The Question of
, What is the right question? Syria
Allegations against the 'Assad Regime' include gassing his own people and bombing hospitals. There is no conclusive evidence in either case. Even if we were to accept every report against the 'Assad Regime' as gospel truth, the evil is paralleled by what
is doing in .
So where is the American outcry for the murder of civilians in Yemen ? Is
dropping barrel bombs on civilians any different than dropping cluster bombs on
innocents? Instead the Yemen United States
is encouraging the slaughter of innocents in Yemen
as President Obama is petitioning for yet another billion dollars in military
aid for the wealthy country of . Saudi
The message here of course is clearly one of hypocrisy. We can stand back and abhor in terror what the 'Assad Regime' is doing while at the same time applaud and assist in the atrocities of
. In fact, there is little press that
is addressed to this dirty little secret conflict. Why that is so is a very
good question. Saudi
is declaring that Assad was not elected in a fair and democratic way. While not
exactly the same, I have but to look at the actions of the DNC here at home to
see cheating. Once more the claim is not a fact but rather a smearing of Assad.
Whether we like it or not President Assad was selected by the process the
country of United States
used. He is the legitimate ruler of a sovereign country. That is a very important
The question to be asked is not 'What should we do about the atrocities of the 'Assad Regime'?' But rather 'what right does the
have to interfere in
the political integrity of a sovereign nation?' United States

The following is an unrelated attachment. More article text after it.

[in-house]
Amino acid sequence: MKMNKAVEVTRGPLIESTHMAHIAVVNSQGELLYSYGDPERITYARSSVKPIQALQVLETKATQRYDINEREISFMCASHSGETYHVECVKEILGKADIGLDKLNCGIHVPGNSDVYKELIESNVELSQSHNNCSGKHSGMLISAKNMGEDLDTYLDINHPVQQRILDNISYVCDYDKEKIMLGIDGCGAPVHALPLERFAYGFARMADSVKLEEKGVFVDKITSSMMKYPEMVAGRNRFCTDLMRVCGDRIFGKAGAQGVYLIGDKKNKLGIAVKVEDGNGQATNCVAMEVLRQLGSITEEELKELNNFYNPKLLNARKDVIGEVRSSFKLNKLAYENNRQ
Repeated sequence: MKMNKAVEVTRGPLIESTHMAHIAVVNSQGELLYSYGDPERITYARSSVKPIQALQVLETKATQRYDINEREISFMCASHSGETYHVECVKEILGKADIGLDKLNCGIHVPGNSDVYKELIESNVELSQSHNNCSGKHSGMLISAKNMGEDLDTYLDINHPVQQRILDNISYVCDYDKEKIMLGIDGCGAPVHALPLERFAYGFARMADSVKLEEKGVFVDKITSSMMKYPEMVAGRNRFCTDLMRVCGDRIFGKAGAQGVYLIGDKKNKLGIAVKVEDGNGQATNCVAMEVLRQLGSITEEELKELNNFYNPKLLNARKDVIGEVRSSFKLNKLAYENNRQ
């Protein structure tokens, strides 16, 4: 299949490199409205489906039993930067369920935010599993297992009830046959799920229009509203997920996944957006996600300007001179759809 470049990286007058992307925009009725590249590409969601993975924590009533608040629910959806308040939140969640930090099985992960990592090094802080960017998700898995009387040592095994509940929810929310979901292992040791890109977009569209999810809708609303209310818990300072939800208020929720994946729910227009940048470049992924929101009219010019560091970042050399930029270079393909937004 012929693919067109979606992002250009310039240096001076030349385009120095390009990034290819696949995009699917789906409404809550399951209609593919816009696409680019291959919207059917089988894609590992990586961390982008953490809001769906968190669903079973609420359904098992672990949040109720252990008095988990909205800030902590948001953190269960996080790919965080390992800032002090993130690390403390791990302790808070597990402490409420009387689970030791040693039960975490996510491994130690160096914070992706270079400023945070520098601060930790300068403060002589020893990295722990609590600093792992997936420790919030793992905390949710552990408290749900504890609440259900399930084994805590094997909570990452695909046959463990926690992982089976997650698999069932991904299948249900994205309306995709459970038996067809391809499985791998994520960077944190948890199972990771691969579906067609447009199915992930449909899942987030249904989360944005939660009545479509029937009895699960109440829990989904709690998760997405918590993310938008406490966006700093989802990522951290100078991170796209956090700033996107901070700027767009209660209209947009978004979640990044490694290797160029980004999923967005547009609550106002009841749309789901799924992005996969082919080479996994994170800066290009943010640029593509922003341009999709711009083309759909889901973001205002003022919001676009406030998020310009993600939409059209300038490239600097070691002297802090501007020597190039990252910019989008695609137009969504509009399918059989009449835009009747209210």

Of course historically the
has aggressively violated the rule of
legitimate, democratically elected leaders. Say what? Let's put that bluntly.
has sent people to kill and destroy so that they could throw out of power
legitimate leaders. This has been done in United States Haiti,
Chile, Iran, Iraq,
Afghanistan, Libya, Colombia,
Vietnam, Dominican Republic, and others. Whether the
interference involved sending in the marines, a full blown out war, or sinister
and covert C.I.A. activity it matters little. What it amounts to is denying the
will of the people of other nations and imposing Brazil 's will upon them. Without
exception this brought about worse conditions for the masses. America
Think about that for a moment. How would any
citizen feel if after an election a group of Chinese marines landed in because they
were unhappy about the results. Or if Russian thugs assassinated the president-elect
and put in power one hand picked from Washington ?
So should we be unconcerned about what is happening in
? By no means. There are
proper channels to influence other nations. There is diplomacy and the United
Nations. But why not focus on situations that we could have a greater impact
on? Why not pressure Syria Israel
into stopping the bombing of ?
Why not stop the war on Gaza ?
And while we’re at it why not stop the illegal drone attacks all over the Arab
world? When it comes to virtue one should lead by example, not with hostile
actions over ugly accusations that have never been substantiated. Yemen